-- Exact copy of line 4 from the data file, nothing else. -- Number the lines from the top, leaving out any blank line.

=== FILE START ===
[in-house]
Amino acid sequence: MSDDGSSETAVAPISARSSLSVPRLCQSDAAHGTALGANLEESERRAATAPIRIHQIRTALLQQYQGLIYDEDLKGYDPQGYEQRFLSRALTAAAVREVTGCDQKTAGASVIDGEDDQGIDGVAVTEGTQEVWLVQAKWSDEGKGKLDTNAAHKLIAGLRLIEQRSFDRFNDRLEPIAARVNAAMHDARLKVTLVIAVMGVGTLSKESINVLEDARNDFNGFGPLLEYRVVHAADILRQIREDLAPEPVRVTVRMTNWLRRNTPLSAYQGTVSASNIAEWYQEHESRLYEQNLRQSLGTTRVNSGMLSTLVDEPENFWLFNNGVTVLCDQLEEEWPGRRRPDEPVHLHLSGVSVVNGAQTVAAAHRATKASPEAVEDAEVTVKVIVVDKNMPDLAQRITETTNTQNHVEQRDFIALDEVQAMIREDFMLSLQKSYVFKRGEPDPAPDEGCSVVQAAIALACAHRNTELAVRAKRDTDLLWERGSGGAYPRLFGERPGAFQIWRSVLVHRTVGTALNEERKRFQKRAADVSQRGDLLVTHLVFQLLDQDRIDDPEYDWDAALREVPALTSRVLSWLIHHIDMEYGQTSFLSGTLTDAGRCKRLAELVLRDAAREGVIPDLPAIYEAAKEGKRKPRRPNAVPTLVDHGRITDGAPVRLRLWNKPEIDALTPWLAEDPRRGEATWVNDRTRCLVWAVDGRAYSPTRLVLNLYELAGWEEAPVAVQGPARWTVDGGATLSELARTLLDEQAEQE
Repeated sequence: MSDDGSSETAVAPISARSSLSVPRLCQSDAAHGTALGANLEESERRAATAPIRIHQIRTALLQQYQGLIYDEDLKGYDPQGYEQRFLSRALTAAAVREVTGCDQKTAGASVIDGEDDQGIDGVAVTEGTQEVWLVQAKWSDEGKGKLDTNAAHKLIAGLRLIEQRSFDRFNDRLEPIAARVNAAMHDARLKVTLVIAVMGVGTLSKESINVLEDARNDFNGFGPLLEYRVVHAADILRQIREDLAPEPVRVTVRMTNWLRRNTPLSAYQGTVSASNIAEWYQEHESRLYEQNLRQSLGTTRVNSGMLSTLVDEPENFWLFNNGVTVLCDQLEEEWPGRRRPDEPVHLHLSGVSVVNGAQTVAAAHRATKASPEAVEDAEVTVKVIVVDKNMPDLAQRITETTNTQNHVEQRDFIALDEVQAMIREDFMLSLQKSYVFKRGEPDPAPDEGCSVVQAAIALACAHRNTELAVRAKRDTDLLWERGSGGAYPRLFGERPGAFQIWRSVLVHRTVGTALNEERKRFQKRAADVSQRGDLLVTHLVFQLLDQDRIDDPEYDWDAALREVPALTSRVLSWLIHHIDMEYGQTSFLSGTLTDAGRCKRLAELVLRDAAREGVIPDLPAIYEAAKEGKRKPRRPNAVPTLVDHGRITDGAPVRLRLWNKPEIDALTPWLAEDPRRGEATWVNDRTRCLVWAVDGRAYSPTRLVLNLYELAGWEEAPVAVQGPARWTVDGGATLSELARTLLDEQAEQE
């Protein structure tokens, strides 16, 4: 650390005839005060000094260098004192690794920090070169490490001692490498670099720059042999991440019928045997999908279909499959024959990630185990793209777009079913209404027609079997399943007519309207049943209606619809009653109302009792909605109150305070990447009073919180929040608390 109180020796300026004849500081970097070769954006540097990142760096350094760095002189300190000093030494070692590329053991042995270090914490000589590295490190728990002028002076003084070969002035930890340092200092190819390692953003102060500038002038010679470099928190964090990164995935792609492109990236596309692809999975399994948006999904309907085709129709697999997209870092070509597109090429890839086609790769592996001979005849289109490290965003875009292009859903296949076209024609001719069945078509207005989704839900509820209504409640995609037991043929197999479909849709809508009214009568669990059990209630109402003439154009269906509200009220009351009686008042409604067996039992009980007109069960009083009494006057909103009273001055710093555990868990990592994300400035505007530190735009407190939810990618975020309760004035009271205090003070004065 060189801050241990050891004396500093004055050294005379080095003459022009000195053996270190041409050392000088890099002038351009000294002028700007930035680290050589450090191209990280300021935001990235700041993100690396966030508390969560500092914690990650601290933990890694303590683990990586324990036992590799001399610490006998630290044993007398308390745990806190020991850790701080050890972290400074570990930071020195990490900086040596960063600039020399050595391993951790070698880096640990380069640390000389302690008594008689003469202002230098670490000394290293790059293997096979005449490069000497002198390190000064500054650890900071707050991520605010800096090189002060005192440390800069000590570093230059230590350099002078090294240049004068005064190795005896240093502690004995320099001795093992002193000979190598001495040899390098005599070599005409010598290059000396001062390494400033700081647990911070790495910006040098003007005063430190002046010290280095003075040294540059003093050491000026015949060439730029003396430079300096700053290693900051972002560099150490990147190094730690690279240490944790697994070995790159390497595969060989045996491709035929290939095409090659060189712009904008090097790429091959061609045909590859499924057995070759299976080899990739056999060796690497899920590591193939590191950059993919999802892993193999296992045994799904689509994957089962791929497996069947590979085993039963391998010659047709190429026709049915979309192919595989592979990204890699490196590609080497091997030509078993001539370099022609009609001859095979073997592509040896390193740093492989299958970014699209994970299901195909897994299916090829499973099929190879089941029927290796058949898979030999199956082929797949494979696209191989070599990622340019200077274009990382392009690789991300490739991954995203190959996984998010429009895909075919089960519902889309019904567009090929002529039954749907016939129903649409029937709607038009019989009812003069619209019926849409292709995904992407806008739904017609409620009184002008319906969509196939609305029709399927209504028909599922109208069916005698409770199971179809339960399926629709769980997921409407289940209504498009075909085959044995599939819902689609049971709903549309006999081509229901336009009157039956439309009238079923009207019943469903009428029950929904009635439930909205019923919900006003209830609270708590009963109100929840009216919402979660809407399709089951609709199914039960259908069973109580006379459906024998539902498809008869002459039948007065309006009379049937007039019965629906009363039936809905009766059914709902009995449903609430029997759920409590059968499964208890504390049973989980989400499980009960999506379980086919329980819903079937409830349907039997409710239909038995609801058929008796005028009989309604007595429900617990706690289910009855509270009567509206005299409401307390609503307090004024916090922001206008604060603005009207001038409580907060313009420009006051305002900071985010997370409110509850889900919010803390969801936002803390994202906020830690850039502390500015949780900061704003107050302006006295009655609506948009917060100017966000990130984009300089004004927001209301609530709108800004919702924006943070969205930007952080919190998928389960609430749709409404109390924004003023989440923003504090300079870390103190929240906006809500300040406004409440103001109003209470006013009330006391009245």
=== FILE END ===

């Protein structure tokens, strides 16, 4: 650390005839005060000094260098004192690794920090070169490490001692490498670099720059042999991440019928045997999908279909499959024959990630185990793209777009079913209404027609079997399943007519309207049943209606619809009653109302009792909605109150305070990447009073919180929040608390 109180020796300026004849500081970097070769954006540097990142760096350094760095002189300190000093030494070692590329053991042995270090914490000589590295490190728990002028002076003084070969002035930890340092200092190819390692953003102060500038002038010679470099928190964090990164995935792609492109990236596309692809999975399994948006999904309907085709129709697999997209870092070509597109090429890839086609790769592996001979005849289109490290965003875009292009859903296949076209024609001719069945078509207005989704839900509820209504409640995609037991043929197999479909849709809508009214009568669990059990209630109402003439154009269906509200009220009351009686008042409604067996039992009980007109069960009083009494006057909103009273001055710093555990868990990592994300400035505007530190735009407190939810990618975020309760004035009271205090003070004065 060189801050241990050891004396500093004055050294005379080095003459022009000195053996270190041409050392000088890099002038351009000294002028700007930035680290050589450090191209990280300021935001990235700041993100690396966030508390969560500092914690990650601290933990890694303590683990990586324990036992590799001399610490006998630290044993007398308390745990806190020991850790701080050890972290400074570990930071020195990490900086040596960063600039020399050595391993951790070698880096640990380069640390000389302690008594008689003469202002230098670490000394290293790059293997096979005449490069000497002198390190000064500054650890900071707050991520605010800096090189002060005192440390800069000590570093230059230590350099002078090294240049004068005064190795005896240093502690004995320099001795093992002193000979190598001495040899390098005599070599005409010598290059000396001062390494400033700081647990911070790495910006040098003007005063430190002046010290280095003075040294540059003093050491000026015949060439730029003396430079300096700053290693900051972002560099150490990147190094730690690279240490944790697994070995790159390497595969060989045996491709035929290939095409090659060189712009904008090097790429091959061609045909590859499924057995070759299976080899990739056999060796690497899920590591193939590191950059993919999802892993193999296992045994799904689509994957089962791929497996069947590979085993039963391998010659047709190429026709049915979309192919595989592979990204890699490196590609080497091997030509078993001539370099022609009609001859095979073997592509040896390193740093492989299958970014699209994970299901195909897994299916090829499973099929190879089941029927290796058949898979030999199956082929797949494979696209191989070599990622340019200077274009990382392009690789991300490739991954995203190959996984998010429009895909075919089960519902889309019904567009090929002529039954749907016939129903649409029937709607038009019989009812003069619209019926849409292709995904992407806008739904017609409620009184002008319906969509196939609305029709399927209504028909599922109208069916005698409770199971179809339960399926629709769980997921409407289940209504498009075909085959044995599939819902689609049971709903549309006999081509229901336009009157039956439309009238079923009207019943469903009428029950929904009635439930909205019923919900006003209830609270708590009963109100929840009216919402979660809407399709089951609709199914039960259908069973109580006379459906024998539902498809008869002459039948007065309006009379049937007039019965629906009363039936809905009766059914709902009995449903609430029997759920409590059968499964208890504390049973989980989400499980009960999506379980086919329980819903079937409830349907039997409710239909038995609801058929008796005028009989309604007595429900617990706690289910009855509270009567509206005299409401307390609503307090004024916090922001206008604060603005009207001038409580907060313009420009006051305002900071985010997370409110509850889900919010803390969801936002803390994202906020830690850039502390500015949780900061704003107050302006006295009655609506948009917060100017966000990130984009300089004004927001209301609530709108800004919702924006943070969205930007952080919190998928389960609430749709409404109390924004003023989440923003504090300079870390103190929240906006809500300040406004409440103001109003209470006013009330006391009245």